2015 New Zealand and Australia Tour Reports

Sara Brodie's Fault Lines at Playhouse in Canberra was forged from earthquakes

Write:FAULT LINES   Time:2015/5/6   Hits:269

Sara Brodie's Fault Lines at Playhouse in Canberra was forged from earthquakes

June 5, 2015

Michelle Potter

Two powerful earthquakes – one in New Zealand and one in China – formed the basis of a new dance work being performed in Canberra by the Leshan Song & Dance Troupe.

Fault Lineswill be performed by .Photo: Wang Jing

Theatre director and choreographer, Sara Brodie, had just "bumped in" at the Theatre Royal in Christchurch with her latest production when a powerful earthquake, which severely damaged New Zealand's second largest city, struck with almighty force. The show was cancelled and Brodie and her cast, who were, fortunately, largely physically unscathed, were left to manage the aftermath.

Meanwhile, Brett Sheehy, then directing the Melbourne Festival, was in China on the lookout for shows for his festival program. He  saw a short dance piece from the Leshan Song &  Dance Troupe, which had been made in response to a devastating earthquake in Sichuan Province in 2008. Sheehy was impressed and had the idea of making a longer work for his 2012 Festival.Fault Lines, a powerful work of dance theatre that looks at the human story and human response to an earthquake, was born when Sheehy returned to Melbourne and contacted Brodie.

“It was an interesting and intriguing collaborative journey.” Sara Brodie

Brodie spent a week in China interviewing the dancers of the Leshan Song & Dance Troupe and conducting a workshop with them. The company, she found, was not purely a dance company but performed variety shows as well, and their particular specialty was ethnic dance.

"I tried to uncover what was the fundamental movement vocabulary of the Chinese dancers. They don't do a daily class as most Western dancers do and they were not used to improvisation. But I was assisted by fellow New Zealander Ross McCormack," she says. "Ross has a stronger contemporary dance background than I do, so his input was invaluable. All the Chinese dancers had, however, been affected by the Sichuan earthquake, as we had been by events in Christchurch, and the choreography emerged easily from shared and very personal experiences."

Born in Christchurch and with family and friends still living there, Brodie says she focused on the idea that devastating events bring people together. "Following the earthquake, we in Christchurch are more connected. We have a close camaraderie. And the Chinese dancers had similar feelings. As well, many older people in both places, who had saved all their lives and done without many items they thought were luxuries, were going out and spending. They felt the fragility of life. There are, of course, some sombre moments to the show as well, and some humorous moments, along with reference to government reports and statistics about earthquakes. But in essence, shared thoughts and collective experiences form the arc of the show."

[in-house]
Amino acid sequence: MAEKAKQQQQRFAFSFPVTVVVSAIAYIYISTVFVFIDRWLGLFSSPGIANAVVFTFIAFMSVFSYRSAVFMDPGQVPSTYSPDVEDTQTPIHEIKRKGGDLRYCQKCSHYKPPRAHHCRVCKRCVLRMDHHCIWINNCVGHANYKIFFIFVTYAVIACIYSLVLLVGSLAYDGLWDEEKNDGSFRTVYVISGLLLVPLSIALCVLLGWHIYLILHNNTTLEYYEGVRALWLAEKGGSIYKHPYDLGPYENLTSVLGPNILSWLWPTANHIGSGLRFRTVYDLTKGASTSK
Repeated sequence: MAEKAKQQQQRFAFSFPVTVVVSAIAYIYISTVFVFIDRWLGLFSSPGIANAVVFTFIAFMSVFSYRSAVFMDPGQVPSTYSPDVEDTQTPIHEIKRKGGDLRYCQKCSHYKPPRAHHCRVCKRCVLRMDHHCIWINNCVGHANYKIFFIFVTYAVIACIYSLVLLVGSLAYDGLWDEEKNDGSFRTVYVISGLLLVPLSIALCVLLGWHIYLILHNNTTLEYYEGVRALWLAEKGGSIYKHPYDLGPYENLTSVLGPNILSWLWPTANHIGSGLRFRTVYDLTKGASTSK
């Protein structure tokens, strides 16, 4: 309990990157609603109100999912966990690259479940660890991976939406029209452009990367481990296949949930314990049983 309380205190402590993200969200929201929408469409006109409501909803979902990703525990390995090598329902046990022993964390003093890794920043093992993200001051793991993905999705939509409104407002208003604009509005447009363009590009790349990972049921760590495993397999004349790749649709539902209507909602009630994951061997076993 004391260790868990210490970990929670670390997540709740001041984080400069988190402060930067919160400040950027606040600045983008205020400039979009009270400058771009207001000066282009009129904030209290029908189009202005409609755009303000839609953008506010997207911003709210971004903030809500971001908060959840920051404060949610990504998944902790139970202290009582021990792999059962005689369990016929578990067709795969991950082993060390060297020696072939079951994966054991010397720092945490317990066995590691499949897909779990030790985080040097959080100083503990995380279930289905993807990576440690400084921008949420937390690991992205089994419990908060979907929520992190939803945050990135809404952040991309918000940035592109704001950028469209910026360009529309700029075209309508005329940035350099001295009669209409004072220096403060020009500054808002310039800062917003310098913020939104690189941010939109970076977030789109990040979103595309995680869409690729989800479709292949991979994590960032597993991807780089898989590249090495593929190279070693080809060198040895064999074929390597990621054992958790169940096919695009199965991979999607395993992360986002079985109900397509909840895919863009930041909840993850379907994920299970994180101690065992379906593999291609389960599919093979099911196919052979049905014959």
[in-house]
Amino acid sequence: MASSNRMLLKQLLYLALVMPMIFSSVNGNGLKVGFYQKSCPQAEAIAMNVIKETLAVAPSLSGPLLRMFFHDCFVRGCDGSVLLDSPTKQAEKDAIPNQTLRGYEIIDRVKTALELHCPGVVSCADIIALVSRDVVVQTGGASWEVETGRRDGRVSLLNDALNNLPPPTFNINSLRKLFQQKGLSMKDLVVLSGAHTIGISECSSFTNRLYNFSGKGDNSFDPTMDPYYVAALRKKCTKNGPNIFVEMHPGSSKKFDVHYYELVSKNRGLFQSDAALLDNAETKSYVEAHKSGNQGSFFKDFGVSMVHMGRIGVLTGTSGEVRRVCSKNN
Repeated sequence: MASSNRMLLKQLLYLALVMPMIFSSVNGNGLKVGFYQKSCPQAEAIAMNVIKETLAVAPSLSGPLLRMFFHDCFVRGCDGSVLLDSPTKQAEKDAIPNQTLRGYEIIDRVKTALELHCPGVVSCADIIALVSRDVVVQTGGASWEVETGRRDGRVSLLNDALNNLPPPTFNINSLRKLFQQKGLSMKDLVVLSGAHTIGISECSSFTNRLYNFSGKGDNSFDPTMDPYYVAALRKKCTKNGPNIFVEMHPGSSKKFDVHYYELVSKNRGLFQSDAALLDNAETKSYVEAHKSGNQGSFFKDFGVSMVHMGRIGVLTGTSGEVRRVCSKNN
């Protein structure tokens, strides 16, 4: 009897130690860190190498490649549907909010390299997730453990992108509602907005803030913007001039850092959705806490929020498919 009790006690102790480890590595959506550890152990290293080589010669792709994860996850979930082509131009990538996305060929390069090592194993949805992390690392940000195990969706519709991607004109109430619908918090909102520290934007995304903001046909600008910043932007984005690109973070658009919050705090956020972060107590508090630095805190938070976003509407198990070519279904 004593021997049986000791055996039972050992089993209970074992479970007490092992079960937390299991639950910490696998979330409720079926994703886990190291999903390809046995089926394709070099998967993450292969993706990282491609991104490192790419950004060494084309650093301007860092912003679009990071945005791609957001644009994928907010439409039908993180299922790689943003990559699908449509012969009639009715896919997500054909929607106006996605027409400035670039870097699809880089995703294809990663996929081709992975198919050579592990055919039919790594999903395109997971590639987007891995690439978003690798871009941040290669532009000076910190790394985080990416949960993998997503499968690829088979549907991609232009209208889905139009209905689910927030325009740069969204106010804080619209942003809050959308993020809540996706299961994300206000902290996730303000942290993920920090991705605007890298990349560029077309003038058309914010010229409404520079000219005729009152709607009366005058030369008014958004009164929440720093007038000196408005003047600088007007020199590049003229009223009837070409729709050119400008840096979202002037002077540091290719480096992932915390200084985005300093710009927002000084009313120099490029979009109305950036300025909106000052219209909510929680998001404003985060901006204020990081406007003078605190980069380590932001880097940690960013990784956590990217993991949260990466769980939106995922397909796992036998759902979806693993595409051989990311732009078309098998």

Fault Linesalso makes reference to the Chinese cultural traditions in which the Leshan dancers are steeped. It features at one stage a traditional figure from Chinese opera, and the work begins with a dancer throwing dice on to a mah-jong table. "Everyone in Sichuan Province plays mah-jong," Brodie says. "They associate mah-jong with the earthquake because if you can't play with four people as is usual, you can learn to play differently, with just three players." And in a direct reference to the Sichuan earthquake, the costumes, designed by Christchurch-based artist Mark Macintyre, are mostly grey. Brodie recalls seeing a photograph of a Chinese couple who were married just before the Sichuan earthquake struck. The photo showed the church in which they were married - it had been completely destroyed. But the bridal couple was there, wearing wedding clothes but standing amidst the rubble and completely covered in grey dust. Brodie and her team, including lighting designer Paul Lim, set about incorporating this atmosphere of dust into the overall work.

Much of the music was created by New Zealand composer Gareth Farr, who travelled to China and composed as the work was being choreographed. In addition to Farr's score,Fault Linesuses Gao Ping'sQuestioning the Mountain, which he composed specifically in response to the Sichuan earthquake, and Nor'West Arch, another of Farr's compositions, this one written in an earlier response to the Christchurch earthquake.

Brodie has an eclectic background as a director having worked in theatre, musical theatre and opera rather more than dance. But much of her work has been in forms of cross collaboration and the willingness of the Chinese dancers to collaborate on Fault Linesimpressed her. "I was very aware that I was working with a collective with the Leshan dancers. It was an interesting and intriguing collaborative journey," she says.

Fault Lines, directed by Sara Brodie. Leshan Song & Dance Troupe. June 15, Playhouse, Canberra Theatre Centre. Bookings canberratheatrecentre.com.au